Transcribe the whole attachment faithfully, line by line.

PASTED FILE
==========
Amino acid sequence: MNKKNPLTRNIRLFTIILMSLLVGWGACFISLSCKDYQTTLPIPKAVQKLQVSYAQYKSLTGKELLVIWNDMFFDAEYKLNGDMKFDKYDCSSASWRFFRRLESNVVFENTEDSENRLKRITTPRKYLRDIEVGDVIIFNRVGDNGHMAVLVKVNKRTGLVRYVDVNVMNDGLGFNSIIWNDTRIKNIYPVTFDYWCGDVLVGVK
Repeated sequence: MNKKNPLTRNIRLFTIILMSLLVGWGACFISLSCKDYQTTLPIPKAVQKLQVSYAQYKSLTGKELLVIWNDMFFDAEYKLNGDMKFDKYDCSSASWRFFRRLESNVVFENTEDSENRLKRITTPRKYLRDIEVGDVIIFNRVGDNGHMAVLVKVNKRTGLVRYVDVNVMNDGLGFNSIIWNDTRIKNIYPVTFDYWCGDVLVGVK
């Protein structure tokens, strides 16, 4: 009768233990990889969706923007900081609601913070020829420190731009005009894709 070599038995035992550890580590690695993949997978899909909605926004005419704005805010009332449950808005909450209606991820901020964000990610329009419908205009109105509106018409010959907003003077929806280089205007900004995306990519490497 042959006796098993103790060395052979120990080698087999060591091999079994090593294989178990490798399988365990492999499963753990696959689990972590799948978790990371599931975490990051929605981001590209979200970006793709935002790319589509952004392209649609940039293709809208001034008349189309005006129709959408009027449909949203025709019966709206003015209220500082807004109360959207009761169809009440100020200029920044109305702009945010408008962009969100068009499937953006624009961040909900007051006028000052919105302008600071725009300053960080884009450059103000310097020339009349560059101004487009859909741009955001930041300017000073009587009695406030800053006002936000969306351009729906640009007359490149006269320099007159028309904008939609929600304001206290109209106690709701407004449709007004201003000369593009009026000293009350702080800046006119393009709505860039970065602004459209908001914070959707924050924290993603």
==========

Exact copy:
Amino acid sequence: MNKKNPLTRNIRLFTIILMSLLVGWGACFISLSCKDYQTTLPIPKAVQKLQVSYAQYKSLTGKELLVIWNDMFFDAEYKLNGDMKFDKYDCSSASWRFFRRLESNVVFENTEDSENRLKRITTPRKYLRDIEVGDVIIFNRVGDNGHMAVLVKVNKRTGLVRYVDVNVMNDGLGFNSIIWNDTRIKNIYPVTFDYWCGDVLVGVK
Repeated sequence: MNKKNPLTRNIRLFTIILMSLLVGWGACFISLSCKDYQTTLPIPKAVQKLQVSYAQYKSLTGKELLVIWNDMFFDAEYKLNGDMKFDKYDCSSASWRFFRRLESNVVFENTEDSENRLKRITTPRKYLRDIEVGDVIIFNRVGDNGHMAVLVKVNKRTGLVRYVDVNVMNDGLGFNSIIWNDTRIKNIYPVTFDYWCGDVLVGVK
């Protein structure tokens, strides 16, 4: 009768233990990889969706923007900081609601913070020829420190731009005009894709 070599038995035992550890580590690695993949997978899909909605926004005419704005805010009332449950808005909450209606991820901020964000990610329009419908205009109105509106018409010959907003003077929806280089205007900004995306990519490497 042959006796098993103790060395052979120990080698087999060591091999079994090593294989178990490798399988365990492999499963753990696959689990972590799948978790990371599931975490990051929605981001590209979200970006793709935002790319589509952004392209649609940039293709809208001034008349189309005006129709959408009027449909949203025709019966709206003015209220500082807004109360959207009761169809009440100020200029920044109305702009945010408008962009969100068009499937953006624009961040909900007051006028000052919105302008600071725009300053960080884009450059103000310097020339009349560059101004487009859909741009955001930041300017000073009587009695406030800053006002936000969306351009729906640009007359490149006269320099007159028309904008939609929600304001206290109209106690709701407004449709007004201003000369593009009026000293009350702080800046006119393009709505860039970065602004459209908001914070959707924050924290993603």